London Series 2024 Primer: Low down on the Philadelphia Phillies

Did you know that the Phillies are the oldest, continuous, one-name, one-city franchise in all of US professional sports?

Formed in 1883, the first Phillies game was at Recreation Park on the corner of 24th Street and Ridge Avenue, now home to Dragon Express Chinese restaurant. That season, the club won just 17 of 98 games.

From the outset, the Phillies were owned by attorney John Rogers and London-born baseball player/entrepreneur Al Reach. The latter’s father had been a prominent cricketer back in England.

Recreation Park was home for four years until a move to a new stadium called Philadelphia Park at Broad Street and Lehigh Avenue. The state-of-the-art arena was built at a cost of over $100,000.

The relationship between the two owners became acrimonious, mainly as Reach was devoting his time to his sports equipment venture, so they sold the team to the Potter Group. Reach would later sell his other interests to Spalding.

One of the darkest days of Philadelphia’s history came in 1903 when a balcony at Philadelphia Park collapsed, resulting in 12 fatalities and over 200 other injuries.

Years of haphazard ownership, with mediocrity being a high point, were finally brought to an end by the “Carpenter Era”. Bob Carpenter was one of the few baseball presidents who devoted his life to the team rather than just being a part-time plaything. He brought much-needed stability during his record-breaking 28-year reign in charge of Phillies.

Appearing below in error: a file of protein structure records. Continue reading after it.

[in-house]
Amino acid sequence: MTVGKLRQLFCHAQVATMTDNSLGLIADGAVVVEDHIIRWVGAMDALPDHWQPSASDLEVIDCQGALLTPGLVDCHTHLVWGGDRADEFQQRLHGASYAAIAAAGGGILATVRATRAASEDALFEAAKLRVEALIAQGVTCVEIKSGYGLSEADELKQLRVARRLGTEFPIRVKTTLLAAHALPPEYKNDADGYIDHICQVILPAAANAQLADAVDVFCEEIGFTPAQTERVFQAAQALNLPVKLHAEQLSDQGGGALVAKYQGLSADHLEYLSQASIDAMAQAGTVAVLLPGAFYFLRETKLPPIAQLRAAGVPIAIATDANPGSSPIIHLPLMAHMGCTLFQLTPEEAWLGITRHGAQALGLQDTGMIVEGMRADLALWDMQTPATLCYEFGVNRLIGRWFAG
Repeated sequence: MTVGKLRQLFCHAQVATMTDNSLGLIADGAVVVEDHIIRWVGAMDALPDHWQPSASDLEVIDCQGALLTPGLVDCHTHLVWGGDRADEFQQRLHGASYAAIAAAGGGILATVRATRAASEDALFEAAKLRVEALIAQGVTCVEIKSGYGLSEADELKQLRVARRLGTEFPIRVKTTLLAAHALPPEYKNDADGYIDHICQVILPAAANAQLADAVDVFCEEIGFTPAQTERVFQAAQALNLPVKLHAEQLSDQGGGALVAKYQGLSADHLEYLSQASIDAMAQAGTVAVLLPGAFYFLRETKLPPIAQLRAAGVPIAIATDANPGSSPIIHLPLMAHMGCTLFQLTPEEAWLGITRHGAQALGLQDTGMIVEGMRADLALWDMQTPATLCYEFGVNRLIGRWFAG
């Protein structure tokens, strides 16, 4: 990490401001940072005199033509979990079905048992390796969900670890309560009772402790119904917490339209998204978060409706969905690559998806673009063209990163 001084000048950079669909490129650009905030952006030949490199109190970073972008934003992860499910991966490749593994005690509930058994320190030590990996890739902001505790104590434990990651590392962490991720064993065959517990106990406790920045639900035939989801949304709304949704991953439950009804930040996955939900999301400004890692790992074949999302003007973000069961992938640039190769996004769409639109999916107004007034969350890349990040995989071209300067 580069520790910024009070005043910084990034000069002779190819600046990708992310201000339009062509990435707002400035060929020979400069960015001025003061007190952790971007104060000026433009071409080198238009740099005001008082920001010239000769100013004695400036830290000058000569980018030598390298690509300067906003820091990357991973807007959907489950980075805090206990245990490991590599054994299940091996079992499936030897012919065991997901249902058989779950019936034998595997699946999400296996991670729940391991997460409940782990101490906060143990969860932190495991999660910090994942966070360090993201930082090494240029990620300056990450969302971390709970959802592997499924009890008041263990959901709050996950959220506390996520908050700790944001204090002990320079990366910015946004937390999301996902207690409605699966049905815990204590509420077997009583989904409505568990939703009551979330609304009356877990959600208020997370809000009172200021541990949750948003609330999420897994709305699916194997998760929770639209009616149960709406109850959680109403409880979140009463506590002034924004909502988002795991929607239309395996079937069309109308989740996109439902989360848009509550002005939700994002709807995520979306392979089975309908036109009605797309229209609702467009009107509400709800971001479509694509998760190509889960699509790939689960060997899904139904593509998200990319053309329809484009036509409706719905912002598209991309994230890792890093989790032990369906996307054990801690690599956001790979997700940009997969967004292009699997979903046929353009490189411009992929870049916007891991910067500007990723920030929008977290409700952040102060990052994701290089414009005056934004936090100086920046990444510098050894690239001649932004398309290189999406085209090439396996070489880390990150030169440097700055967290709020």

On the field, success did not come easily, and it took 33 years since their inception before the Phillies finally reached the World Series. They lost in a best-of-seven to the Boston Red Sox, but first baseman Fred Luderus was the star, with the team’s only home run and a .438 batting average. The rest of the roster combined for a miserable .152 AVG.

It wasn’t until 1950 that the Phillies made their second World Series appearance – this time a 4-0 loss to the New York Yankees. A crowd of 68,000 watched the final game of the series, which could be one of the only times in history that the Phillies have played in front of a crowd bigger than they will experience in London.

With the introduction of the two-division National League in 1969, the Phillies now found themselves as the bottom dwellers in the newly formed NL East, finishing fifth or sixth out of six teams in its first five seasons.

Even the move to Veterans Stadium in 1971 – the largest in the National League at the time – didn’t change the fortunes of the team. However, driven by future Hall-of-Famers Mike Schmidt and Steve Carlton, 1976 was the start of an amazing, franchise-defining run, which saw the Phillies reach the playoffs in six out of eight years, including two World Series appearances.

And so, after 97 years of trying, the Phillies finally clinched their first World Championship in 1980 in a seven-game thriller against the Kansa City Royals.

The very next year, the Phillies were sold to the Giles Family. If nothing else, William Giles is remembered for initiating the formation of Phillie Phanatic.

PHILADELPHIA, PA – APRIL 20: The Philly Phanatic prior to the Major League Baseball game against the Chicago White Sox on April 20, 2024 at Citizens Bank Park in Philadelphia, Pennsylvania. (Photo by Rich Graessle/Icon Sportswire via Getty Images)